Atlantic Council
February 6, 2023

NATO is entering a new phase in the Indo-Pacific

Last week, US Secretary of Defense Lloyd Austin and the Philippines’ National Defense Secretary Carlito Galvez announced plans to accelerate the implementation of the Enhanced Defense Cooperation Agreement (EDCA)…granting US rotating forces access to four additional military bases, bringing the total number of EDCA sites to nine. It’s the latest example of the Biden administration’s strategy to harness the United States’ “unmatched network of allies and partners” in competing with China. While the US-Philippines announcement is getting plenty of air time, NATO Secretary General Jens Stoltenberg’s visit to South Korea and Japan last week is not – but it deserves equal attention. Indeed, of the two, the latter development could prove to be more consequential.

[T]he United States already has access to five air bases, including the Antonio Bautista Air Base in Palawan…as well as Cesar Basa Air Base and Fort Magsaysay near Manila on Luzon Island….

The strategic implications of Stoltenberg’s visit to Seoul and Tokyo….While diplomatic relations between the two northeast Asian countries and the Alliance are nothing new – both South Korea and Japan have been members of NATO’s “partners across the globe” for more than a decade – Stoltenberg’s visit shows that the transatlantic Alliance’s strategic approach to the Indo-Pacific is entering a new phase.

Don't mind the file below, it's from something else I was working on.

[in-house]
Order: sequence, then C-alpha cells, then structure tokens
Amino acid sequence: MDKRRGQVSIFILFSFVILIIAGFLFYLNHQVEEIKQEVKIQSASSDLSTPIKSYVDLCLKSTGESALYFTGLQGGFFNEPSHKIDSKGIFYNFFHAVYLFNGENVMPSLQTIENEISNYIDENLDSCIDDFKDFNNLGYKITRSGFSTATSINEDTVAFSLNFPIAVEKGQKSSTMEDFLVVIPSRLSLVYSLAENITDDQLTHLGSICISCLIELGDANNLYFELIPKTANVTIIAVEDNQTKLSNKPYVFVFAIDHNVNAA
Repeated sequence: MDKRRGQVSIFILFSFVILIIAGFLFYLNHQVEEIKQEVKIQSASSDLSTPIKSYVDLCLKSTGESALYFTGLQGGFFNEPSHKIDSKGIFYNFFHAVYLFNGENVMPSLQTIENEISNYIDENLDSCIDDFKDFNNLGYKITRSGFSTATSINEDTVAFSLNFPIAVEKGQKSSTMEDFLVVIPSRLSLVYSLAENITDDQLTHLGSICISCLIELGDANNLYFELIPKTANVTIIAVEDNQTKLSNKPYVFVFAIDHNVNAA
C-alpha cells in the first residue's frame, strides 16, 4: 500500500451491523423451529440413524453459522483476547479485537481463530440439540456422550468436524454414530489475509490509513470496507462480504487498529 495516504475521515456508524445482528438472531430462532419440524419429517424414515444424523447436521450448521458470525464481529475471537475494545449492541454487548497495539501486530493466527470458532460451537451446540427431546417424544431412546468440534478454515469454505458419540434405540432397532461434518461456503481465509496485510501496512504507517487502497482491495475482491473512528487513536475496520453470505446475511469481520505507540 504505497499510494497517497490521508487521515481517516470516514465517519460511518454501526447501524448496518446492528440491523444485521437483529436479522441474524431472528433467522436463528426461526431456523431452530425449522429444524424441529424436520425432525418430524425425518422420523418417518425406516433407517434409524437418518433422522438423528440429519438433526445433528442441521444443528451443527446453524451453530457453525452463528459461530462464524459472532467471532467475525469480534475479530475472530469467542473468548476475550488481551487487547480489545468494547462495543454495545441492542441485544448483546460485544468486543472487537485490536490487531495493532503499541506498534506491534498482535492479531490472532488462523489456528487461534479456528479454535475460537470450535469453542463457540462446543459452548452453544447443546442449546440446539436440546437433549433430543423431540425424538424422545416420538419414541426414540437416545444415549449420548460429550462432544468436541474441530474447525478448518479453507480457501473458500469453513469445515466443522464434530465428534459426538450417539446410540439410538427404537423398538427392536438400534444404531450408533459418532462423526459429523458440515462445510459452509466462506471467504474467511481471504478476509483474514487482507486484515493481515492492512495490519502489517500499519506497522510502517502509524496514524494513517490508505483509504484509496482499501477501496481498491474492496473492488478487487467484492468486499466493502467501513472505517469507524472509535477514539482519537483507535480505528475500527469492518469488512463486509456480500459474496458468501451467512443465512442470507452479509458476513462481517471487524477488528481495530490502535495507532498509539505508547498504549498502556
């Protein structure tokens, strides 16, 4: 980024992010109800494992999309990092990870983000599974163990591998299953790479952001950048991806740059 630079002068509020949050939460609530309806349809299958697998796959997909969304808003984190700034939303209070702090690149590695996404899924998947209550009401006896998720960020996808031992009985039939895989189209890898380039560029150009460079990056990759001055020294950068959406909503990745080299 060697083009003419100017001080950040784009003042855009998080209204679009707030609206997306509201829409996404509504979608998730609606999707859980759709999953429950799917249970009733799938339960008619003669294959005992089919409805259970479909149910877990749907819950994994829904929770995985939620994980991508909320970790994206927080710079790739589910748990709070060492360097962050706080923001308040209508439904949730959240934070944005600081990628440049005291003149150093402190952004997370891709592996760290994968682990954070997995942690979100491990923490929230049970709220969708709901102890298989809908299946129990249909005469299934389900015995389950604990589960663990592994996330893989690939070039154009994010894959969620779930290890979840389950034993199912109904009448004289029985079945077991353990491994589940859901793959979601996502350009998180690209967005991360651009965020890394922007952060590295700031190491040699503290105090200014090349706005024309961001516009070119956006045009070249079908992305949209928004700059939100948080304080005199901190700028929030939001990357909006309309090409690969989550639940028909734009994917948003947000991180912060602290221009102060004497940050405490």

…As the secretary general told an audience in Seoul, his delegation’s visit is “a strong expression of the great importance we attach to the partnership between the Republic of Korea [South Korea] and NATO.”

Throughout his visit to the region, the secretary general argued that NATO’s security and East Asia’s security are interconnected….

Stoltenberg’s language and tone when referencing China this past week was particularly noteworthy. China only appeared on NATO’s agenda for the first time at the Alliance’s London Summit in December 2019….Skip ahead to last week and the language Stoltenberg used to describe China represents a noticeable shift. The secretary general told reporters in Tokyo that Beijing, together with Moscow, is “leading an authoritarian pushback against the international rules-based order.” In case his point was lost on the assembled journalists, he continued: “What is happening in Europe today could happen in East Asia tomorrow…and noted the “scale of the challenge” that China presents requires the Alliance and Japan to “work together to address it.”

…All of this is a far cry from just a few years ago. In Alliance terms, the shift in NATO’s strategic messaging on China has occurred at lightning speed.


Stoltenberg’s visit marked more than just a shift in rhetoric. It marked a growing realization since Russia’s invasion of Ukraine last February on the part of both NATO and US allies in the Indo-Pacific that the security of the North Atlantic and Asia are “inseperable.” There have already been tangible results, such as progress toward a new Individually Tailored Partnership Programme between NATO and Japan, a framework agreement that outlines each NATO partner’s objectives for its relationship with the Alliance. Stoltenberg also used his trip to publicly announce his intention to invite both the South Korean and Japanese leaders to the NATO Summit in Vilnius, Lithuania, later this year. In a historic first, leaders from Japan and South Korea – together with leaders from New Zealand and Australia – attended the Madrid Summit last summer where NATO unveiled the new Strategic Concept….